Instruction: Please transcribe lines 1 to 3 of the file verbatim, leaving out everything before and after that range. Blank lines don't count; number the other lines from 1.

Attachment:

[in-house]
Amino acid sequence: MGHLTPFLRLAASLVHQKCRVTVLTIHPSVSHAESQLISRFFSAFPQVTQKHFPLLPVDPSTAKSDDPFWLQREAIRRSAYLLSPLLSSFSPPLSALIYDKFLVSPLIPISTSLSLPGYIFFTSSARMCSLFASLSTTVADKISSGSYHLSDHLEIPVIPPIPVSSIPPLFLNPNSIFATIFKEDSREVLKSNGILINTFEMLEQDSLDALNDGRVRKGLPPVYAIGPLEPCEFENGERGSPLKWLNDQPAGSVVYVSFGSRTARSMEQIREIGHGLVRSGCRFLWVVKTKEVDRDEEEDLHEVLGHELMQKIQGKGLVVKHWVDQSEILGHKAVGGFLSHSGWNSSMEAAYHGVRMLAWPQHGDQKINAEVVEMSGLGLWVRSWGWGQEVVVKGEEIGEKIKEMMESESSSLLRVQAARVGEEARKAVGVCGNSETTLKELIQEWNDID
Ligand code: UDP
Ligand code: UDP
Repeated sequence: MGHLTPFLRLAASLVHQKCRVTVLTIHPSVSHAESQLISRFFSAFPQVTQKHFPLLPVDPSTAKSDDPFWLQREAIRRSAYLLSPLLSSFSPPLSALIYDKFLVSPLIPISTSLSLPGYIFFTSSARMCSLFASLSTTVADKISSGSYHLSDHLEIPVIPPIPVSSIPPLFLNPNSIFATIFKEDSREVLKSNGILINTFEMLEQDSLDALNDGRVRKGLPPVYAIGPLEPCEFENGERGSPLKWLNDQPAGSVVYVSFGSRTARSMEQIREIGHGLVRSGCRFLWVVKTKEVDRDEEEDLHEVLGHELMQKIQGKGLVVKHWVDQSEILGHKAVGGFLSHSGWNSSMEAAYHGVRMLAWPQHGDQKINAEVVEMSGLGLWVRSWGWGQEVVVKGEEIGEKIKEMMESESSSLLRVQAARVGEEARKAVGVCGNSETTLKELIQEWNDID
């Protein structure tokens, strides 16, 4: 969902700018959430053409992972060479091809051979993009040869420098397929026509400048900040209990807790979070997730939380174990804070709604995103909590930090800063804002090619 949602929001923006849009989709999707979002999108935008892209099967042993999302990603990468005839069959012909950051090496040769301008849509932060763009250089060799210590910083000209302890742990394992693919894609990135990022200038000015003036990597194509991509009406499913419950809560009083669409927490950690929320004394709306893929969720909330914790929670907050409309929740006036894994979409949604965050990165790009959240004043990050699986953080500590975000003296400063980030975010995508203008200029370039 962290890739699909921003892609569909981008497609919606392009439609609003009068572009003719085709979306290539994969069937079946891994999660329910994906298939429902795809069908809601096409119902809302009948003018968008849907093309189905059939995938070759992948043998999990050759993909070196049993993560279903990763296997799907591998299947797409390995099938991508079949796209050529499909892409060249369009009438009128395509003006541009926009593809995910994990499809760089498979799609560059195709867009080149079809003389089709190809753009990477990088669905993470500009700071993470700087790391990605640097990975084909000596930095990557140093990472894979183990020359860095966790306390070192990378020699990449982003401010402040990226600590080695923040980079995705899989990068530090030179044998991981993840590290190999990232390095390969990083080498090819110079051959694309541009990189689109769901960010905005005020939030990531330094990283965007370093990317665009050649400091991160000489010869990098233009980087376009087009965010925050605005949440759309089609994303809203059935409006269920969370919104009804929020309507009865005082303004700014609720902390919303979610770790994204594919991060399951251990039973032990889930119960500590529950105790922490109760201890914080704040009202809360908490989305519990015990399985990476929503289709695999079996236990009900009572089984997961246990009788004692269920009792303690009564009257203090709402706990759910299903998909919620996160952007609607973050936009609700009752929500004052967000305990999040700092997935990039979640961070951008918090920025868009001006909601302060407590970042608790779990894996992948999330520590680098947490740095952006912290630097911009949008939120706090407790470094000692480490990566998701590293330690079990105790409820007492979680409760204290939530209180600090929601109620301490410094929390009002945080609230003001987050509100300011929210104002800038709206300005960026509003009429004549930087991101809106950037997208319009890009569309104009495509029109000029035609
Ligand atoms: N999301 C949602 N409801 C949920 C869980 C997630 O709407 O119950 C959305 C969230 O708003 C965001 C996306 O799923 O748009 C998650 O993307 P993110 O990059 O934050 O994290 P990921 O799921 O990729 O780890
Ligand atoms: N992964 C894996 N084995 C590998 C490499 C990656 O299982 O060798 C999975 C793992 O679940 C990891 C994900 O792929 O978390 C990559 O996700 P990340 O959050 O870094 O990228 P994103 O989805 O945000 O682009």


[in-house]
Amino acid sequence: MGHLTPFLRLAASLVHQKCRVTVLTIHPSVSHAESQLISRFFSAFPQVTQKHFPLLPVDPSTAKSDDPFWLQREAIRRSAYLLSPLLSSFSPPLSALIYDKFLVSPLIPISTSLSLPGYIFFTSSARMCSLFASLSTTVADKISSGSYHLSDHLEIPVIPPIPVSSIPPLFLNPNSIFATIFKEDSREVLKSNGILINTFEMLEQDSLDALNDGRVRKGLPPVYAIGPLEPCEFENGERGSPLKWLNDQPAGSVVYVSFGSRTARSMEQIREIGHGLVRSGCRFLWVVKTKEVDRDEEEDLHEVLGHELMQKIQGKGLVVKHWVDQSEILGHKAVGGFLSHSGWNSSMEAAYHGVRMLAWPQHGDQKINAEVVEMSGLGLWVRSWGWGQEVVVKGEEIGEKIKEMMESESSSLLRVQAARVGEEARKAVGVCGNSETTLKELIQEWNDID
Ligand code: UDP